Dozens of Ukrainian troops surrender APCs, withdraw from Slavyansk (PHOTO, VIDEO)
Published time: April 16, 2014 14:21 
Edited time: April 16, 2014 18:45

Reports from Slavyansk say that the army troops sent to the eastern Ukrainian city for an “anti-terrorist operation” are leaving en masse. Some troops are openly voicing support for the eastern Ukrainians, while others are speaking out against a war.

According to Interfax, citing local self-defense activists, some 300 Ukrainian troops agreed to lay down their weapons and “go home” following negotiations in Slavyansk.

“We managed to negotiate with them. About 300 military – only some of those who closed around the city – decided to lay down their arms and go home,” a self-defense activist was quoted as saying.

Reports from the scene said that the locals would not allow the soldiers to take back the APCs, but they were allowed to keep their rifles. The people were cheering the troops.

Meanwhile, the anti-government activists guarding the armored vehicles have said that they did not“seize” them as the media claimed, and that the troops “switched sides” peacefully.


Jim Sinclair’s Commentary

The view from Europe is different from the view from Washington.

EU spy chief rules out Russian military presence in Ukraine
Published time: April 16, 2014 13:27

There is no large Russian military presence in East Ukraine, head of EU intelligence, Commodore Georgij Alafuzoff, has said. The spy chief has dismissed multiple accusations from the West alleging Russian involvement in the unrest in the region.

In an interview with Finnish national news broadcaster, Yle, Alafuzoff said the Russian military had nothing to do with the seizing of government buildings in eastern Ukraine.

“In my opinion, it’s mostly people who live in the region who are not satisfied with the current state of affairs,” said Alafuzoff, referring to the situation in East Ukraine. He went on to say that the people are worried for the welfare of those who speak Russian as their first language in the region.

Alafuzoff echoed the words of the Russian government which has categorically denied interfering in the ongoing unrest. Russian Foreign Minister Sergey Lavrov said in a press conference on Monday that Moscow is not interested in destabilizing Ukraine and wants the country to remain united.


Paul Craig Roberts – Is Belgium Part Of A U.S. Scheme?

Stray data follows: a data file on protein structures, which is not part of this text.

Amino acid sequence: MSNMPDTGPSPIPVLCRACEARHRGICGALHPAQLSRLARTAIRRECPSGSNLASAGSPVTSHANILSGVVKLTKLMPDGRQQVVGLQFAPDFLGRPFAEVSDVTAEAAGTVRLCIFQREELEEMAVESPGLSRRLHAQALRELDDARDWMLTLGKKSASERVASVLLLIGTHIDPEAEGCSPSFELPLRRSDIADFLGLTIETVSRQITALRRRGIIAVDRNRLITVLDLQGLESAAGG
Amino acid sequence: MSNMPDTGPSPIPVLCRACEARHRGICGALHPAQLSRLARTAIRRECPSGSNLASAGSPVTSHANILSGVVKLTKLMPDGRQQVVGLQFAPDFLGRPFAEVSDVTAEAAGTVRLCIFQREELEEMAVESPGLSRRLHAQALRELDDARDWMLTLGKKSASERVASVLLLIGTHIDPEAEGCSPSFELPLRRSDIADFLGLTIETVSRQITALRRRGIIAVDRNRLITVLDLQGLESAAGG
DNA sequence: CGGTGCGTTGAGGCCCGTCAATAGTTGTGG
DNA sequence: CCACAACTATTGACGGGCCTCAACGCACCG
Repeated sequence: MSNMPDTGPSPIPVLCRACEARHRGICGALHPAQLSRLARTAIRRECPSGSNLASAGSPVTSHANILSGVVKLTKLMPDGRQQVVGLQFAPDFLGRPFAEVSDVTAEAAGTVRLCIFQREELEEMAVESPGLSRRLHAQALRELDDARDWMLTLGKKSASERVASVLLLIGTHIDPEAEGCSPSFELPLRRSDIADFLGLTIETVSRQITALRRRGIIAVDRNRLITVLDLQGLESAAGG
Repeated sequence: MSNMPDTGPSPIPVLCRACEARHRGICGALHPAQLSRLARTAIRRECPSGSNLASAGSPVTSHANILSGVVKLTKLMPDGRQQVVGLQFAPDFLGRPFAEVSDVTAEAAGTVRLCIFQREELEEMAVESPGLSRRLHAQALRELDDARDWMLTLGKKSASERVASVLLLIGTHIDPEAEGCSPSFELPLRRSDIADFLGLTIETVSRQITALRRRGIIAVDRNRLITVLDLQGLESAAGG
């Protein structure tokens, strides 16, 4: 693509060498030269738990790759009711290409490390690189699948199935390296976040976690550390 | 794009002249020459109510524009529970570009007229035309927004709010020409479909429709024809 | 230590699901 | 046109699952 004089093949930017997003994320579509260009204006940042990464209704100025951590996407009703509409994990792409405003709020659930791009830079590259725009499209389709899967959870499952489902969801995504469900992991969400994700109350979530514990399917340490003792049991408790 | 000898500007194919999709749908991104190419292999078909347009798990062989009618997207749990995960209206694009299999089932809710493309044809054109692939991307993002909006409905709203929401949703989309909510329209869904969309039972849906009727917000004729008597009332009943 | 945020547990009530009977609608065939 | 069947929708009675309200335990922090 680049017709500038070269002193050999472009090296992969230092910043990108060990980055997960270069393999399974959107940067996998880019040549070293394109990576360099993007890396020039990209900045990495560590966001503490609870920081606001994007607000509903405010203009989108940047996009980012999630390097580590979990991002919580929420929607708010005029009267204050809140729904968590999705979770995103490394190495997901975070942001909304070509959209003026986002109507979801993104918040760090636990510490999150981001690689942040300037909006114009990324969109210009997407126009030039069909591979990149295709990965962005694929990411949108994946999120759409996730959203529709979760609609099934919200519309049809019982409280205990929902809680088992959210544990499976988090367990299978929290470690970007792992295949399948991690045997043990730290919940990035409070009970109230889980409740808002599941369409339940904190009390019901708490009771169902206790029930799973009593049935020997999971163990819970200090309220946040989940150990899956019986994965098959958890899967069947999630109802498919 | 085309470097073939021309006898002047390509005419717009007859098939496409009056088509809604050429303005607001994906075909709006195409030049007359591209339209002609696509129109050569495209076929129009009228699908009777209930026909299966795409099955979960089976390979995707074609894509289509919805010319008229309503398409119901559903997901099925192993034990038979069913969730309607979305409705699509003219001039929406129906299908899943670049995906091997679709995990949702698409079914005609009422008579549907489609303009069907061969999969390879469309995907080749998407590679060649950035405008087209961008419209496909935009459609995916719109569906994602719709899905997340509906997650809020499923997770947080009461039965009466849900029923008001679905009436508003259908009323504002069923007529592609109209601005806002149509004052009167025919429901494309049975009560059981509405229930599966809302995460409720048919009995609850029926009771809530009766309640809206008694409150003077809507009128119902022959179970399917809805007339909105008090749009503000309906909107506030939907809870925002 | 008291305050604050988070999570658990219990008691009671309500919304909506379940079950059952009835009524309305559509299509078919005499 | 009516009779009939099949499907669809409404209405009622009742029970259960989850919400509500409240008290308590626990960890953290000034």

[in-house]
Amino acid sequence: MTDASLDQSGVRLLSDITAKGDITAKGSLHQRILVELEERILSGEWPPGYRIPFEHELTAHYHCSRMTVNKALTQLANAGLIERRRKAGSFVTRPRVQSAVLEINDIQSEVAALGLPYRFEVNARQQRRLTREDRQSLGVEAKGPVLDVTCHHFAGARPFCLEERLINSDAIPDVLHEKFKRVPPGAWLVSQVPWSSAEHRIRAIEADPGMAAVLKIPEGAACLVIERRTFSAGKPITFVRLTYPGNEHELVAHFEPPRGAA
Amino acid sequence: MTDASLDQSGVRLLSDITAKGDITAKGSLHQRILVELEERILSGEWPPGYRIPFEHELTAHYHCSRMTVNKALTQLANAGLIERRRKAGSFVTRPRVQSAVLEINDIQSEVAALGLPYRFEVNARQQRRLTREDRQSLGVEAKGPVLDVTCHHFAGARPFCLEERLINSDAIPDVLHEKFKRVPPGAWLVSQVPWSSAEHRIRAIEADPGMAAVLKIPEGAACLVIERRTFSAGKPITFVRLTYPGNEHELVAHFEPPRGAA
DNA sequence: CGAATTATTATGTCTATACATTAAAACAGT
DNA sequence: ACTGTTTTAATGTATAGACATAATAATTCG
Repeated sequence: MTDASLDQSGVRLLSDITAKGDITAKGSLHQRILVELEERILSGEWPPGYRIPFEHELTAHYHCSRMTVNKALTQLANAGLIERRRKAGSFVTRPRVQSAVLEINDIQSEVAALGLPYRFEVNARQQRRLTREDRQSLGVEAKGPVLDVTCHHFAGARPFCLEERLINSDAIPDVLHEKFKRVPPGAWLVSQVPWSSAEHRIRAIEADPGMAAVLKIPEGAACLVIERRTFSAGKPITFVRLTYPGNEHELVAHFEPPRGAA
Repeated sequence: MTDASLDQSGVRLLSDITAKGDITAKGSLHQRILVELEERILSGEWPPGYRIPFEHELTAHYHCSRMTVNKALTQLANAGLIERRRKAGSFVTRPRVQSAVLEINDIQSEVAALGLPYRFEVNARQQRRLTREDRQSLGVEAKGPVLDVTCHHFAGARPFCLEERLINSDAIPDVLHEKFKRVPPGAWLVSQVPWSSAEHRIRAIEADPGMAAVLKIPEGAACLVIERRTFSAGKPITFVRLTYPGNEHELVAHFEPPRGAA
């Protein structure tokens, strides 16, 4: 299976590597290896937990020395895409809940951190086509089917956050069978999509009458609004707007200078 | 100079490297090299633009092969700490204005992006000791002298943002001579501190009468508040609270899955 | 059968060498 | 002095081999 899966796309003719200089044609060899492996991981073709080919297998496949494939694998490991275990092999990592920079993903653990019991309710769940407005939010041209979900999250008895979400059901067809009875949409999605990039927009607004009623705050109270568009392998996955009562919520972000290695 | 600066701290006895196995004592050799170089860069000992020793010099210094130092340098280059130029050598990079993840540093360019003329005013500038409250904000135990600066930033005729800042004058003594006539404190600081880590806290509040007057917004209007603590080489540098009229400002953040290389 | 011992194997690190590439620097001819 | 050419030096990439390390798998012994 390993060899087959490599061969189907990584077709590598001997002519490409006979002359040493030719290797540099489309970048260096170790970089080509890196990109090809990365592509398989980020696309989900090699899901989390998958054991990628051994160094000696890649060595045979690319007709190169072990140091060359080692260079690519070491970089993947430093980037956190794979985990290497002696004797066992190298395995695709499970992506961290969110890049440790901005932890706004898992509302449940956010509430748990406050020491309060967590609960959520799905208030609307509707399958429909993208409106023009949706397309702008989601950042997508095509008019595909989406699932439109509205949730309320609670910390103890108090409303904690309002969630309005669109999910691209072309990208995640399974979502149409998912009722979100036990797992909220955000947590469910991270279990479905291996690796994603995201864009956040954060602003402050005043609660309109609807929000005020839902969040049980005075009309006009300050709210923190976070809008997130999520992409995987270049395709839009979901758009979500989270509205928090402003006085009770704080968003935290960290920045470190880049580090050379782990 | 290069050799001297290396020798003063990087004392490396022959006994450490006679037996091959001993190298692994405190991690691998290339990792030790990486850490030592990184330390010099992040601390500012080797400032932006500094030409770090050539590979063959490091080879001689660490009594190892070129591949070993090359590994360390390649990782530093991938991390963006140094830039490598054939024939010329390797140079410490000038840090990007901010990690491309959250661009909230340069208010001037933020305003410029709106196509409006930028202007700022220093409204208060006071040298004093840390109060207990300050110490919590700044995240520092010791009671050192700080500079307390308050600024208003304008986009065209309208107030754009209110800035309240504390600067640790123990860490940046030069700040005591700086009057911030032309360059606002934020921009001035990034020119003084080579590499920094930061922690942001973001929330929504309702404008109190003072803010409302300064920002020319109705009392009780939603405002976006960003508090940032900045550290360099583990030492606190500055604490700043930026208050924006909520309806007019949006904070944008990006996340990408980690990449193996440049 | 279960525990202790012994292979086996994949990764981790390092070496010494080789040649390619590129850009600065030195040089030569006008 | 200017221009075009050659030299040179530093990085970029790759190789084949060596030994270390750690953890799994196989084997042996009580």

Today former US Treasury official, Dr. Paul Craig Roberts, spoke with King World News about the unusual purchases being made by Belgium in the U.S. Treasury market.  Dr. Roberts also discussed how other countries may be asked to get involved in this scheme.  Below is what Dr. Roberts had to say in this powerful interview.

Eric King:  “Dr. Roberts, we have seen the little country of Belgium add to its purchases of U.S. debt to another all-time record level.  Belgium now holds $341 billion of U.S. Treasury debt.  This is a country that at one point went over 530 days without a fully functioning government.”

Dr. Roberts:  “Keep two things in mind:  One, there isn’t anywhere where investors can get any yield.  I saw the other day where Greek junk bonds were only paying 4.7%.  So the excuse they will use is to say, ‘We don’t want to experience any significant losses, which could happen if we buy the Greek bonds.’….




US offers Ukraine non-lethal military aid but urges Kiev to act responsibly
Offer comes after low morale among country’s soldiers became evident in confrontations with pro-Moscow separatists
Julian Borger in Geneva, Thursday 17 April 2014 07.18 EDT

The US has promised Ukraine non-lethal military aid but urged Kiev to act in a "measured and responsible way" in responding to unrest in the east.

The American offer came before Thursday’s talks over the fate of eastern Ukraine and as low morale among the country’s soldiers became evident in confrontations with pro-Moscow separatists.

Negotiations between Russia, Ukraine, the EU and US began in Geneva amid low expectations and battling narratives over what is going on the ground, where at least one separatists was killed during a reported attempt to storm a Ukrainian base in the south-eastern town of Mariupol.

Asked if he was expecting any progress, the US secretary of state, John Kerry, simply shrugged. He held separate meetings on Thursday morning at the Intercontinental Hotel with the EU foreign policy chief, Catherine Ashton, the Ukrainian foreign minister, Andrii Deshchytisa, and his Russian counterpart, Sergei Lavrov, before all four began a plenary session.